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For example, suppose some unofficial people from country A, who are not related to government or official structures at all, arm some people and pay them to go and kill the leader of country B.

Can this be regarded as terrorism?

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    the hijackers were "private", and wanted to hit the whitehouse, so was 9/11 still a terror act?
    – dandavis
    Commented May 12, 2020 at 15:32
  • @dandavis, of course it was. But is it equal to asassination of the US president? If it is, then there is an interesting question - if described situation is a terrorism - then (for example) those US mercenaries in Venezuela can be officially called terrorists. Commented May 12, 2020 at 15:54
  • you kill one person, you're a murderer. You kill a hundred and you are a terrorist. you kill a million and your'e a revolutionary.
    – dandavis
    Commented May 12, 2020 at 16:34
  • If the hitmen are unofficial, does it matter whether the leader is foreign or not? Commented Aug 28, 2021 at 10:40

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Why not? There is not a whole lot of constraints on that in international law and, in practice, absolutely nothing preventing political leaders in country B and the local justice system from treating this as terrorism. At most they would risk mild condemnation from UN diplomats or perhaps from the country of origin of the perpetrators, if these happen to be politically connected.

You will find that many countries grant rather extensive powers for special terrorism jurisdictions to take charge of criminal cases. Many political leaders have accused other countries of sponsoring or condoning terrorism based on tactics or ideological alignment, sometimes for things they have themselves done elsewhere (targeted assassination, training and arming proxy guerilla forces engaged in asymmetric warfare, etc.)

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Questions of the form can X be called Y are usually pointless. With your question, you just called X Y. More relevant is what national and international law has to say. Unfortunately the term terrorist has become a generic catch-all description for people the speaker does not like, much like communist or fascist in an earlier age.

When a private citizen acts without the sanction of his government, that usually makes the attempt a domestic, criminal matter for the state where it happens. That state may or may not have laws defining terrorism as distinct from ordinary or organized crime.

Depending on the circumstances, the crime might be motivated by purely personal circumstances, or the perpetrator could be not guilty by reason of insanity. Either of those would preclude the "terrorism" label.

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Terrorism is defined by Merriam-Webster as "the systematic use of terror especially as a means of coercion." In other words, violent acts are committed in order to produce a psychological effect with political influence. Assassination of a political leader may or may not be designed to induce fear. So as a general claim, the answer is no.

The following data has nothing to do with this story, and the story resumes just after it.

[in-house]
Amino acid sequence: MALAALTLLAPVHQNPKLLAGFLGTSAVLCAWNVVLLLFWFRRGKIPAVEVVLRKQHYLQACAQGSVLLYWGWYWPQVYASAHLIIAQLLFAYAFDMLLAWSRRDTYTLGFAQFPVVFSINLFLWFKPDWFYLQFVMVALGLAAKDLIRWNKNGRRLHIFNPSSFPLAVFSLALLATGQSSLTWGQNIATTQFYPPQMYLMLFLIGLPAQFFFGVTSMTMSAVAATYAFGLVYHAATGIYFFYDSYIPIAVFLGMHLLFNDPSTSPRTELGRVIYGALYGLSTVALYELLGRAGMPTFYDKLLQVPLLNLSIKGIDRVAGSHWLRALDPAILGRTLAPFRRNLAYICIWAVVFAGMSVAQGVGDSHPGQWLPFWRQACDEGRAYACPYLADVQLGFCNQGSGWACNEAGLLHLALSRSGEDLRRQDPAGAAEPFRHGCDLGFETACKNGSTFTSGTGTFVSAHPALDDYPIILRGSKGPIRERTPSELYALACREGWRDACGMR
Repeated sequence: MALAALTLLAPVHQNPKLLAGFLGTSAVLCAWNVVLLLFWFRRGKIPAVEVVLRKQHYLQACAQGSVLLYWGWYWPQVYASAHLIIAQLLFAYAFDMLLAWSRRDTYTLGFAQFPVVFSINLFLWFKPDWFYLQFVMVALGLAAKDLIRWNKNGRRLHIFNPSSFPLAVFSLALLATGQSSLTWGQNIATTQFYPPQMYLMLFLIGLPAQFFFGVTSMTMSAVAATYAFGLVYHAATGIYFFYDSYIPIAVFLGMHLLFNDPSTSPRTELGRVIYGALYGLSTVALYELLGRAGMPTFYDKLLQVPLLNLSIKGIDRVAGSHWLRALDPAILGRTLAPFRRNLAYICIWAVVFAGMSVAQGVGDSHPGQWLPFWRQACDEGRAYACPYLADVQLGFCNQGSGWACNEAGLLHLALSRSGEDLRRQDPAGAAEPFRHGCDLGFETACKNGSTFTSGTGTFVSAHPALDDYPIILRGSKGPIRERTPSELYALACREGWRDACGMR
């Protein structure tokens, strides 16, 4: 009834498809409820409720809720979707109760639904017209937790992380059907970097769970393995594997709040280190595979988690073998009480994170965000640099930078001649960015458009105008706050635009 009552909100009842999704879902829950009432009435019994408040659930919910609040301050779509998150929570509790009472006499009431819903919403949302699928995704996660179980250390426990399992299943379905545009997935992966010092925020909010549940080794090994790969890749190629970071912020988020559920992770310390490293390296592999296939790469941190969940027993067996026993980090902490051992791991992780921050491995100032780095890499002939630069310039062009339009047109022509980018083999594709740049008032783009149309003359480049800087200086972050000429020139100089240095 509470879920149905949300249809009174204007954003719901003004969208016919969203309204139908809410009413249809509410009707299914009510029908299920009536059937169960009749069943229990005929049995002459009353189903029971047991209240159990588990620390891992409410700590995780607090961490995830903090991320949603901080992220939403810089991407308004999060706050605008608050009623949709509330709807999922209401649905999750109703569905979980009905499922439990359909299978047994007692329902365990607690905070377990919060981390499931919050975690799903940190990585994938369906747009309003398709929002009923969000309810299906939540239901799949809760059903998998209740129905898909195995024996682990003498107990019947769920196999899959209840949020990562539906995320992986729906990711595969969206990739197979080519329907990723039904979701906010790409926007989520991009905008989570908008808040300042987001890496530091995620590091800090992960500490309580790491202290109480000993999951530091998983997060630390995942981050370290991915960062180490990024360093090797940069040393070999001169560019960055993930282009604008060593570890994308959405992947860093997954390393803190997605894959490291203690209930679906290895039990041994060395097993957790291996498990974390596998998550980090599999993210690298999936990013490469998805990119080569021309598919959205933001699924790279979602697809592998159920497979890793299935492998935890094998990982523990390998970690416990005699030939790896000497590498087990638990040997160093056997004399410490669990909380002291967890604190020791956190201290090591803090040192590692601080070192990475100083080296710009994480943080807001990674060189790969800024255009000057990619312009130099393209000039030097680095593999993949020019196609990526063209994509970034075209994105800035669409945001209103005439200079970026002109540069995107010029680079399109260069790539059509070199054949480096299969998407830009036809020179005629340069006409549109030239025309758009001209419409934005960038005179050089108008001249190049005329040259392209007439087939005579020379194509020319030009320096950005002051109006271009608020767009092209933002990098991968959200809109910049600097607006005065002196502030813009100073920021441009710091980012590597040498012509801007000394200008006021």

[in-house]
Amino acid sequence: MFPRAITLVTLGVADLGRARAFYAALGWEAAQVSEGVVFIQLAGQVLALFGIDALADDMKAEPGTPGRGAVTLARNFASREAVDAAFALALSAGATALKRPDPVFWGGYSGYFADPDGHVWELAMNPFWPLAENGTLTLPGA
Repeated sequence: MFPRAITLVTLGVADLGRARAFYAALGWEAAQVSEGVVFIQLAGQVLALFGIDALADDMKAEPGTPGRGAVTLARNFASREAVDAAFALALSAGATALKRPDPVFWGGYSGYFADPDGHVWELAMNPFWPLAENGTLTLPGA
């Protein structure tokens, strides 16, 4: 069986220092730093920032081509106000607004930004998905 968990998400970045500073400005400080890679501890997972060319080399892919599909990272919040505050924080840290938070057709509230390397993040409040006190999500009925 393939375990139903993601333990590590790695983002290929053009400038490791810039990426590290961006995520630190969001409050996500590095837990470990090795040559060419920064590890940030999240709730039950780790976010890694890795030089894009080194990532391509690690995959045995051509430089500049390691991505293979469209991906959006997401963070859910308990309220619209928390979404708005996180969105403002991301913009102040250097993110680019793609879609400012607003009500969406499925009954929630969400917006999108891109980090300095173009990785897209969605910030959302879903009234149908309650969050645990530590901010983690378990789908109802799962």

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Just to be perfectly analytical here... While terrorism is (intentionally) a poorly defined term, its aim is always to spread fear through the general civil population in order to create political leverage. Attempted assassinations or attacks on ruling elites don't generally serve that end, because ordinary citizens implicitly assume that civil authorities are natural targets for bad actors. There is no direct threat to the individual citizen from a group focused on political authorities, and thus no generalized fear.

I'm not suggesting that terrorists would never attack leaders, but if they do the goal would be to disrupt or damage government institutions more than to inflict harm on the leaders themselves. Thet'd want to attack symbols, not people, because symbols hold value to the general citizenry.

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  • Aren't politicians symbols as well? Wouldn't harming them send a message that even those leaders aren't safe from the attackers?
    – JJJ
    Commented Aug 28, 2021 at 23:31
  • @JJJ: That”s not really how political symbolism works. Political symbols are usually idealizations of institutions; a person might be seen as embodying one, but killing a symbol entails much more than killing people. It isn’t about ‘sending a message’. It’s about undercutting a worldview to produce existential insecurity. Commented Aug 28, 2021 at 23:53
  • The Baader-Meinhoff gang tried to spread fear through politicians and industry leaders. So would that count as terrorism or not? Or in general, anything that spreads fear through one particular group within the population only?
    – gnasher729
    Commented Aug 28, 2021 at 23:55
  • Interesting, but I'm not entirely convinced. Can you add some references to support this reasoning?
    – JJJ
    Commented Aug 28, 2021 at 23:57
  • @gnasher729: As I said, the term 'terrorism' is intentionally poorly defined. From what I understand the BM gang was intent on fomenting revolution, not of forcing the state to capitulate; they wanted to push the state into performing acts of state terrorism that people would rebel against, so I wouldn't call their acts specifically terrorist. But I suspect that nuance is deeply arguable. Commented Aug 29, 2021 at 0:37

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